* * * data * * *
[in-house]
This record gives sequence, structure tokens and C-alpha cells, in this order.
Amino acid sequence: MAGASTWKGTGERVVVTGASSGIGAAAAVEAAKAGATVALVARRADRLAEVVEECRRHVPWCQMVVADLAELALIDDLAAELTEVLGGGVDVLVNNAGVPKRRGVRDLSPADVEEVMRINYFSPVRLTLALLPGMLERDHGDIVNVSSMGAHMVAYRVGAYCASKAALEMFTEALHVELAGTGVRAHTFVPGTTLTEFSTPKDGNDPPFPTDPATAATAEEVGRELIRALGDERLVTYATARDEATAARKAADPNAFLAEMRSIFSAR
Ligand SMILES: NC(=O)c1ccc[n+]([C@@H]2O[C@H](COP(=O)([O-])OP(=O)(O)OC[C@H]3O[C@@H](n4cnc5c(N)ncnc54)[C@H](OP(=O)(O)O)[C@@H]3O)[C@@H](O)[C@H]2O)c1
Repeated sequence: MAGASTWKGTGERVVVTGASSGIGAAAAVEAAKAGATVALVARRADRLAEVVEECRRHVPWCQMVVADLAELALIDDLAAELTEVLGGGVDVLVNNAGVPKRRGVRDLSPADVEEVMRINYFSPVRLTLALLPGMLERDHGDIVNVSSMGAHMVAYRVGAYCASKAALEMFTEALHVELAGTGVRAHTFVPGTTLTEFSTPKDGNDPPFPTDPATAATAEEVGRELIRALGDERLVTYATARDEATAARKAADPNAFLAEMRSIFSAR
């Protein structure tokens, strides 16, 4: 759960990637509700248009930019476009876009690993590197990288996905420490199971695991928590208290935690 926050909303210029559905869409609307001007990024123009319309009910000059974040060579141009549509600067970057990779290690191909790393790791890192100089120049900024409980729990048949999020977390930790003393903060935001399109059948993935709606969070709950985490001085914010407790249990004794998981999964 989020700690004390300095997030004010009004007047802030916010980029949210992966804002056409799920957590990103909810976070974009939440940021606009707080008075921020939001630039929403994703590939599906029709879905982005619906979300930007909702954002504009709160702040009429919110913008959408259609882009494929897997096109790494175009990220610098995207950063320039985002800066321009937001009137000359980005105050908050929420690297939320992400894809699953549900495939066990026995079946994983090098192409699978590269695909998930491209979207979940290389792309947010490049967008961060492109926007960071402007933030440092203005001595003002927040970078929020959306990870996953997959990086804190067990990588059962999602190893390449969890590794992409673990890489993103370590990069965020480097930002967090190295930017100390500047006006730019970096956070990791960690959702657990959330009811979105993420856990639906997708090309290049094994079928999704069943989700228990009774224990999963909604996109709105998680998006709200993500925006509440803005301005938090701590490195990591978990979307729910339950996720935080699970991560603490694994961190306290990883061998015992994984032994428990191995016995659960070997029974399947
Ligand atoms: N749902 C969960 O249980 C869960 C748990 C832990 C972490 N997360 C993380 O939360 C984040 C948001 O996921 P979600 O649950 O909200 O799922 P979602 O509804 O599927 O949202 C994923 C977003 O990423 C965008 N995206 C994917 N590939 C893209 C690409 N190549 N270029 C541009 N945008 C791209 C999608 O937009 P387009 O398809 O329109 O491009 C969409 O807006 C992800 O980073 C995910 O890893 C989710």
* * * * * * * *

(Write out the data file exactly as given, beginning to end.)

[in-house]
This record gives sequence, structure tokens and C-alpha cells, in this order.
Amino acid sequence: MAGASTWKGTGERVVVTGASSGIGAAAAVEAAKAGATVALVARRADRLAEVVEECRRHVPWCQMVVADLAELALIDDLAAELTEVLGGGVDVLVNNAGVPKRRGVRDLSPADVEEVMRINYFSPVRLTLALLPGMLERDHGDIVNVSSMGAHMVAYRVGAYCASKAALEMFTEALHVELAGTGVRAHTFVPGTTLTEFSTPKDGNDPPFPTDPATAATAEEVGRELIRALGDERLVTYATARDEATAARKAADPNAFLAEMRSIFSAR
Ligand SMILES: NC(=O)c1ccc[n+]([C@@H]2O[C@H](COP(=O)([O-])OP(=O)(O)OC[C@H]3O[C@@H](n4cnc5c(N)ncnc54)[C@H](OP(=O)(O)O)[C@@H]3O)[C@@H](O)[C@H]2O)c1
Repeated sequence: MAGASTWKGTGERVVVTGASSGIGAAAAVEAAKAGATVALVARRADRLAEVVEECRRHVPWCQMVVADLAELALIDDLAAELTEVLGGGVDVLVNNAGVPKRRGVRDLSPADVEEVMRINYFSPVRLTLALLPGMLERDHGDIVNVSSMGAHMVAYRVGAYCASKAALEMFTEALHVELAGTGVRAHTFVPGTTLTEFSTPKDGNDPPFPTDPATAATAEEVGRELIRALGDERLVTYATARDEATAARKAADPNAFLAEMRSIFSAR
């Protein structure tokens, strides 16, 4: 759960990637509700248009930019476009876009690993590197990288996905420490199971695991928590208290935690 926050909303210029559905869409609307001007990024123009319309009910000059974040060579141009549509600067970057990779290690191909790393790791890192100089120049900024409980729990048949999020977390930790003393903060935001399109059948993935709606969070709950985490001085914010407790249990004794998981999964 989020700690004390300095997030004010009004007047802030916010980029949210992966804002056409799920957590990103909810976070974009939440940021606009707080008075921020939001630039929403994703590939599906029709879905982005619906979300930007909702954002504009709160702040009429919110913008959408259609882009494929897997096109790494175009990220610098995207950063320039985002800066321009937001009137000359980005105050908050929420690297939320992400894809699953549900495939066990026995079946994983090098192409699978590269695909998930491209979207979940290389792309947010490049967008961060492109926007960071402007933030440092203005001595003002927040970078929020959306990870996953997959990086804190067990990588059962999602190893390449969890590794992409673990890489993103370590990069965020480097930002967090190295930017100390500047006006730019970096956070990791960690959702657990959330009811979105993420856990639906997708090309290049094994079928999704069943989700228990009774224990999963909604996109709105998680998006709200993500925006509440803005301005938090701590490195990591978990979307729910339950996720935080699970991560603490694994961190306290990883061998015992994984032994428990191995016995659960070997029974399947
Ligand atoms: N749902 C969960 O249980 C869960 C748990 C832990 C972490 N997360 C993380 O939360 C984040 C948001 O996921 P979600 O649950 O909200 O799922 P979602 O509804 O599927 O949202 C994923 C977003 O990423 C965008 N995206 C994917 N590939 C893209 C690409 N190549 N270029 C541009 N945008 C791209 C999608 O937009 P387009 O398809 O329109 O491009 C969409 O807006 C992800 O980073 C995910 O890893 C989710």